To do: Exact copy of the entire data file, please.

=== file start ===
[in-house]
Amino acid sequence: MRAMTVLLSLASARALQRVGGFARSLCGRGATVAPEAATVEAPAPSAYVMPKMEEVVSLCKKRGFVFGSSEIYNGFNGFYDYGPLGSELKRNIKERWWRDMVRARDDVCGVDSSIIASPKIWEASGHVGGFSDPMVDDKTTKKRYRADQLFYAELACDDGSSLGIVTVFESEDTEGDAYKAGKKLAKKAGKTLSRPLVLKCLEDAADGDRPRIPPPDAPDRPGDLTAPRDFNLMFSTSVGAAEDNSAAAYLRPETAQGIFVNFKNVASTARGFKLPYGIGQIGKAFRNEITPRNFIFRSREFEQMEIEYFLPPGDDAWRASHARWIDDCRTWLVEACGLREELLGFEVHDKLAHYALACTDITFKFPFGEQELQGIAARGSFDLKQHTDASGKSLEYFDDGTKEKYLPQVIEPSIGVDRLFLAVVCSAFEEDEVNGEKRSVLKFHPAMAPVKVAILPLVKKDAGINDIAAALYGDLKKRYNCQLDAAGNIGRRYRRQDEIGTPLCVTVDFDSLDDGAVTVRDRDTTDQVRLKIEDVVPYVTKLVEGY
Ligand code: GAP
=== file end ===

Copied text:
[in-house]
Amino acid sequence: MRAMTVLLSLASARALQRVGGFARSLCGRGATVAPEAATVEAPAPSAYVMPKMEEVVSLCKKRGFVFGSSEIYNGFNGFYDYGPLGSELKRNIKERWWRDMVRARDDVCGVDSSIIASPKIWEASGHVGGFSDPMVDDKTTKKRYRADQLFYAELACDDGSSLGIVTVFESEDTEGDAYKAGKKLAKKAGKTLSRPLVLKCLEDAADGDRPRIPPPDAPDRPGDLTAPRDFNLMFSTSVGAAEDNSAAAYLRPETAQGIFVNFKNVASTARGFKLPYGIGQIGKAFRNEITPRNFIFRSREFEQMEIEYFLPPGDDAWRASHARWIDDCRTWLVEACGLREELLGFEVHDKLAHYALACTDITFKFPFGEQELQGIAARGSFDLKQHTDASGKSLEYFDDGTKEKYLPQVIEPSIGVDRLFLAVVCSAFEEDEVNGEKRSVLKFHPAMAPVKVAILPLVKKDAGINDIAAALYGDLKKRYNCQLDAAGNIGRRYRRQDEIGTPLCVTVDFDSLDDGAVTVRDRDTTDQVRLKIEDVVPYVTKLVEGY
Ligand code: GAP